When Washington State voters legalized adult-use cannabis in the November 2012 election—joining Colorado as a reform guinea pig in the U.S.—social equity was an afterthought, at best.
With a greater emphasis on addressing the past harms of prohibition in today’s legalization world, nearly a decade later, regulators and elected officials in Washington are now pursuing avenues for a more equitable industry.
In Seattle, Mayor Bruce Harrell put forward a trio of bills Aug. 9 he developed in partnership with city council members and industry stakeholders that are intended to address equity in the space by helping to foster a more diverse industry and supporting cannabis store workers.
“For a thriving Seattle economy, every worker and business deserve safety and the opportunity to learn, grow and prosper,” Harrell said in a press release. “As the cannabis industry continues to develop, we must course correct and support the communities who too often have been left behind. Equity in this industry means safe working conditions and fair treatment for workers, store ownership that includes the communities most impacted by the war on drugs, and a commitment to fairness, innovation and opportunity.”
The bill package aims to implement immediate actions as well as structures for long-term solutions. If passed, it would require the following:
Creation of a city-level social equity license, intended to reduce barriers toward opening cannabis stores for underrepresented communities and those most impacted by the drug war. Laying the groundwork for future cannabis-related businesses, in collaboration with the Washington State Liquor and Cannabis Board, to also issue licenses through a social equity framework. Ensuring transparency to employees around ownership of cannabis store business licenses holders.Requiring a 90-day retention of store workforce when ownership changes, similar to protections created for hotel workers in 2019. Creation of a short-term cannabis advisory committee, selected in collaboration with Seattle City Council to collect input on cannabis equity and needs from workers, community members and industry leaders. Implementation of a needs assessment to understand additional steps to make the industry more robust and sustainable for diverse communities. Collaboration with county and community efforts to further the work of expunging convictions for cannabis-related crimes prior to 2014. Development of a state and federal legislative agenda promoting cannabis equity, as well as safety improvements, capital investments and access to banking services.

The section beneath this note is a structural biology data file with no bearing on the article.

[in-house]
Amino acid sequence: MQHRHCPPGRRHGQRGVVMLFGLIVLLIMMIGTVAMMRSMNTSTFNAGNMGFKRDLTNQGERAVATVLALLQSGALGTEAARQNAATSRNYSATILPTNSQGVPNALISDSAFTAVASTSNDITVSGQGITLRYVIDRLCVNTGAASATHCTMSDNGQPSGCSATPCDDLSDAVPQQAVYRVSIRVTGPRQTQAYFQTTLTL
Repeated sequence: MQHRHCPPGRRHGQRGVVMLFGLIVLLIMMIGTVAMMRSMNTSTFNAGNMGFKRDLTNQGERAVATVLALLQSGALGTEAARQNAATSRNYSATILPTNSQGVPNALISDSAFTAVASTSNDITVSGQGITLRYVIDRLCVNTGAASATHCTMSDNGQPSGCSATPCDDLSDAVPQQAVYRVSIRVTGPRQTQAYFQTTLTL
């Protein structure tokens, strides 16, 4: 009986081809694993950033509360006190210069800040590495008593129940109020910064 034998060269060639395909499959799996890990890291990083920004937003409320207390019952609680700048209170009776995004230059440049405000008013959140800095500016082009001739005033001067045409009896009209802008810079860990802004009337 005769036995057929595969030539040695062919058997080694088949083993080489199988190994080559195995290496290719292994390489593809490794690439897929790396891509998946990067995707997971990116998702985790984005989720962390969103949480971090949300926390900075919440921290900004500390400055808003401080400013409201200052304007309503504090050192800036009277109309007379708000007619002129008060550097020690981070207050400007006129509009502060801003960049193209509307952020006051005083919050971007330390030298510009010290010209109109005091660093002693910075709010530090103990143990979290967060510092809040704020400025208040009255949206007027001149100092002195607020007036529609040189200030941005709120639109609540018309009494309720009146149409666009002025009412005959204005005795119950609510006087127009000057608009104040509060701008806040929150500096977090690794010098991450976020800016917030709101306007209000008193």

The mayor’s announcement of the bill package came nearly a week after Washington State Liquor and Cannabis Board (LCB) regulators announced Aug. 3 that they proposed rules to create a Social Equity in Cannabis program.
While LCB has the authority to license and regulate the industry at the state level, the proposed legislation in Seattle would allow the city to take tangible steps toward improving fairness and opportunity in the industry, according to Harrell’s office.
“While these policies alone cannot solve generations of injustice, they are critical first steps and a clear commitment to a One Seattle approach, where we make progress through partnership, working with state and federal leaders, industry stakeholders and store workers to continue moving forward,” the mayor said.
As social equity cannabis licenses are allocated across Washington, Harrell’s proposed legislation would help ensure Seattle is situated to enhance local equity efforts, he said.
In crafting the bills, the mayor partnered with City Councilmember Teresa Mosqueda.
“After years of community asking for greater equity in the cannabis industry, this legislation represents an initial step in the right direction towards creating local equity applications, improving workforce standards, and focusing on safety for workers in the cannabis industry,” Mosqueda said in the mayor’s release.
The mayor and city council also partnered with the Craft Cannabis Coalition, an association of more than 70 retailers and allied producers statewide, including half of Seattle cannabis retail stores.
They also worked with the United Food and Commercial Workers (UFCW) Local 3000 labor union, which includes more than 50,000 members working in various industries, including cannabis, across Washington State, northeast Oregon and northern Idaho.